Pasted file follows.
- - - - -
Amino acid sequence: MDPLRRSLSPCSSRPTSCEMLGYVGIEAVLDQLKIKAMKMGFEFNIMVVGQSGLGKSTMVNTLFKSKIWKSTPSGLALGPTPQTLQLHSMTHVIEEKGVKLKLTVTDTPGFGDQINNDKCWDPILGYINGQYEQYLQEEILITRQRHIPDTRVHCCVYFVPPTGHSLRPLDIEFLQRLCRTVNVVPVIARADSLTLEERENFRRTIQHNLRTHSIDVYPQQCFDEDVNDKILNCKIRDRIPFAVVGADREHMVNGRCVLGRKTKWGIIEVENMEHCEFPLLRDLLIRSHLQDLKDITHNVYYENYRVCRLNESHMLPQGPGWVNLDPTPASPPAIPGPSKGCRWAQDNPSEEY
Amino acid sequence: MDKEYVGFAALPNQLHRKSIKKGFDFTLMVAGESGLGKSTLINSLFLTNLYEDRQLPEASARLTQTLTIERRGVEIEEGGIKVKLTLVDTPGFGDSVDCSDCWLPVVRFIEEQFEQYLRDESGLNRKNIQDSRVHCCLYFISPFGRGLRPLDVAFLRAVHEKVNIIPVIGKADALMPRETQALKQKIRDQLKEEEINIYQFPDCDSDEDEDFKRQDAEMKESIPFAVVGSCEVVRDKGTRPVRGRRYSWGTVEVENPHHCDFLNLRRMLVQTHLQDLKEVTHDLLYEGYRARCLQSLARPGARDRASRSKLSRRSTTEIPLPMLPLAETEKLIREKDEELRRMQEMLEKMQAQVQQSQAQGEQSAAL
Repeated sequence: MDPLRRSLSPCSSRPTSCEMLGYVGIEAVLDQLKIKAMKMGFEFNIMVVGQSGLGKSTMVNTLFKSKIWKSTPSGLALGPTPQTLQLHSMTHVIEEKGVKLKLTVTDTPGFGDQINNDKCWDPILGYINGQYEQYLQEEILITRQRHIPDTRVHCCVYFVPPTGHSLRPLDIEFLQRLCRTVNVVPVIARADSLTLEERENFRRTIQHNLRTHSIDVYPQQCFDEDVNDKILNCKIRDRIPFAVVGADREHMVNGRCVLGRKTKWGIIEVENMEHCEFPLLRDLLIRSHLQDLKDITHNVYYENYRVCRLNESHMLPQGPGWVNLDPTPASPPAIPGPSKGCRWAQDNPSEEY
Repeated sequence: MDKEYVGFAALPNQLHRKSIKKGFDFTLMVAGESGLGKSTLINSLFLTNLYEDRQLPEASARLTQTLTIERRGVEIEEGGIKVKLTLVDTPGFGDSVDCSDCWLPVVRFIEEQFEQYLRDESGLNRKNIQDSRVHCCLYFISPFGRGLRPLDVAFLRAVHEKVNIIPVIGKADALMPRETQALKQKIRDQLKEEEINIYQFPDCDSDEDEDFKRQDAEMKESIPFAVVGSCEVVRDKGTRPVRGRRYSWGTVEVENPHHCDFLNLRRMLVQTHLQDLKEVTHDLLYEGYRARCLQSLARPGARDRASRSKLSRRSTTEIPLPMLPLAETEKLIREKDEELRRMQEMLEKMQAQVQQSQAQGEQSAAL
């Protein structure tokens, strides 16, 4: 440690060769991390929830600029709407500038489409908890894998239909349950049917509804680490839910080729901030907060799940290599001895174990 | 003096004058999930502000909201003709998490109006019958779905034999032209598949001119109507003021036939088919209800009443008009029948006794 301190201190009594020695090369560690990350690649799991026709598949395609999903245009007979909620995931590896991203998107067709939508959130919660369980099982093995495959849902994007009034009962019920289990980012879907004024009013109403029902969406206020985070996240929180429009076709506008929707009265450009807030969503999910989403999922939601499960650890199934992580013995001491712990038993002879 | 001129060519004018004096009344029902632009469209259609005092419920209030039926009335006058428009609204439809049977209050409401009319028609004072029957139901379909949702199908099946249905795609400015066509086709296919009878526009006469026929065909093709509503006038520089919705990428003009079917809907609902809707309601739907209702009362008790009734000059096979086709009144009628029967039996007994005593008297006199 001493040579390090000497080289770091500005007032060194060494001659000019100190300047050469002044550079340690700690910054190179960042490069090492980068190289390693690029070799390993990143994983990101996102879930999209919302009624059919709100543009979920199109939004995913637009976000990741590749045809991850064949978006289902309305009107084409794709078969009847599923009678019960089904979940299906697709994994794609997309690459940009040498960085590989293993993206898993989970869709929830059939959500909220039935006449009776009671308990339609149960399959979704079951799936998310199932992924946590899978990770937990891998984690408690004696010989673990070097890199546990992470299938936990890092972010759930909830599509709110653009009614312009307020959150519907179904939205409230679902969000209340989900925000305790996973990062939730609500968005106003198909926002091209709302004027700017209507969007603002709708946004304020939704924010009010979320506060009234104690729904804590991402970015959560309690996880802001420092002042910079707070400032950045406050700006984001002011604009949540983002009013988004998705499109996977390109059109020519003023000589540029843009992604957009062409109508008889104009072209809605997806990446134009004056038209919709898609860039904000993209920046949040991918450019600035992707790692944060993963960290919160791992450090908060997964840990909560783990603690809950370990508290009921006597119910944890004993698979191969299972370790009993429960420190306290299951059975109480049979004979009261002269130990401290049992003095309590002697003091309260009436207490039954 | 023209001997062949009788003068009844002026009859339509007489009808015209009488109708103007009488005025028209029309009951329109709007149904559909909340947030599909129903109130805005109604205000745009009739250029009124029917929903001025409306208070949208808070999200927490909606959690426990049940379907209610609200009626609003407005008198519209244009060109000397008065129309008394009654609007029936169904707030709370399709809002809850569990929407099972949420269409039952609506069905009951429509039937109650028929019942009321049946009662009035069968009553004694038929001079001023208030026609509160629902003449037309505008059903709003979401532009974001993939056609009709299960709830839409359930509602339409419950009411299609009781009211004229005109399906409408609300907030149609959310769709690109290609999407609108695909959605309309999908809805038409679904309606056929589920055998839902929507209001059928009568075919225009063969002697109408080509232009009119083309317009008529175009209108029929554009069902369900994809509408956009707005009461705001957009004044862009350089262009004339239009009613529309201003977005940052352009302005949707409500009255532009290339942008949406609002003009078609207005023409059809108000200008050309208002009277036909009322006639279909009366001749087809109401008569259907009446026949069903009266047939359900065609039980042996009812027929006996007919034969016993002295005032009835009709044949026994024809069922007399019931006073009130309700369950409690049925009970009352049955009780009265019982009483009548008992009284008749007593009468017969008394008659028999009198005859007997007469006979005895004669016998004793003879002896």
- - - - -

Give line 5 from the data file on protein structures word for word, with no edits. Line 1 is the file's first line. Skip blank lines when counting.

């Protein structure tokens, strides 16, 4: 440690060769991390929830600029709407500038489409908890894998239909349950049917509804680490839910080729901030907060799940290599001895174990 | 003096004058999930502000909201003709998490109006019958779905034999032209598949001119109507003021036939088919209800009443008009029948006794 301190201190009594020695090369560690990350690649799991026709598949395609999903245009007979909620995931590896991203998107067709939508959130919660369980099982093995495959849902994007009034009962019920289990980012879907004024009013109403029902969406206020985070996240929180429009076709506008929707009265450009807030969503999910989403999922939601499960650890199934992580013995001491712990038993002879 | 001129060519004018004096009344029902632009469209259609005092419920209030039926009335006058428009609204439809049977209050409401009319028609004072029957139901379909949702199908099946249905795609400015066509086709296919009878526009006469026929065909093709509503006038520089919705990428003009079917809907609902809707309601739907209702009362008790009734000059096979086709009144009628029967039996007994005593008297006199 001493040579390090000497080289770091500005007032060194060494001659000019100190300047050469002044550079340690700690910054190179960042490069090492980068190289390693690029070799390993990143994983990101996102879930999209919302009624059919709100543009979920199109939004995913637009976000990741590749045809991850064949978006289902309305009107084409794709078969009847599923009678019960089904979940299906697709994994794609997309690459940009040498960085590989293993993206898993989970869709929830059939959500909220039935006449009776009671308990339609149960399959979704079951799936998310199932992924946590899978990770937990891998984690408690004696010989673990070097890199546990992470299938936990890092972010759930909830599509709110653009009614312009307020959150519907179904939205409230679902969000209340989900925000305790996973990062939730609500968005106003198909926002091209709302004027700017209507969007603002709708946004304020939704924010009010979320506060009234104690729904804590991402970015959560309690996880802001420092002042910079707070400032950045406050700006984001002011604009949540983002009013988004998705499109996977390109059109020519003023000589540029843009992604957009062409109508008889104009072209809605997806990446134009004056038209919709898609860039904000993209920046949040991918450019600035992707790692944060993963960290919160791992450090908060997964840990909560783990603690809950370990508290009921006597119910944890004993698979191969299972370790009993429960420190306290299951059975109480049979004979009261002269130990401290049992003095309590002697003091309260009436207490039954 | 023209001997062949009788003068009844002026009859339509007489009808015209009488109708103007009488005025028209029309009951329109709007149904559909909340947030599909129903109130805005109604205000745009009739250029009124029917929903001025409306208070949208808070999200927490909606959690426990049940379907209610609200009626609003407005008198519209244009060109000397008065129309008394009654609007029936169904707030709370399709809002809850569990929407099972949420269409039952609506069905009951429509039937109650028929019942009321049946009662009035069968009553004694038929001079001023208030026609509160629902003449037309505008059903709003979401532009974001993939056609009709299960709830839409359930509602339409419950009411299609009781009211004229005109399906409408609300907030149609959310769709690109290609999407609108695909959605309309999908809805038409679904309606056929589920055998839902929507209001059928009568075919225009063969002697109408080509232009009119083309317009008529175009209108029929554009069902369900994809509408956009707005009461705001957009004044862009350089262009004339239009009613529309201003977005940052352009302005949707409500009255532009290339942008949406609002003009078609207005023409059809108000200008050309208002009277036909009322006639279909009366001749087809109401008569259907009446026949069903009266047939359900065609039980042996009812027929006996007919034969016993002295005032009835009709044949026994024809069922007399019931006073009130309700369950409690049925009970009352049955009780009265019982009483009548008992009284008749007593009468017969008394008659028999009198005859007997007469006979005895004669016998004793003879002896």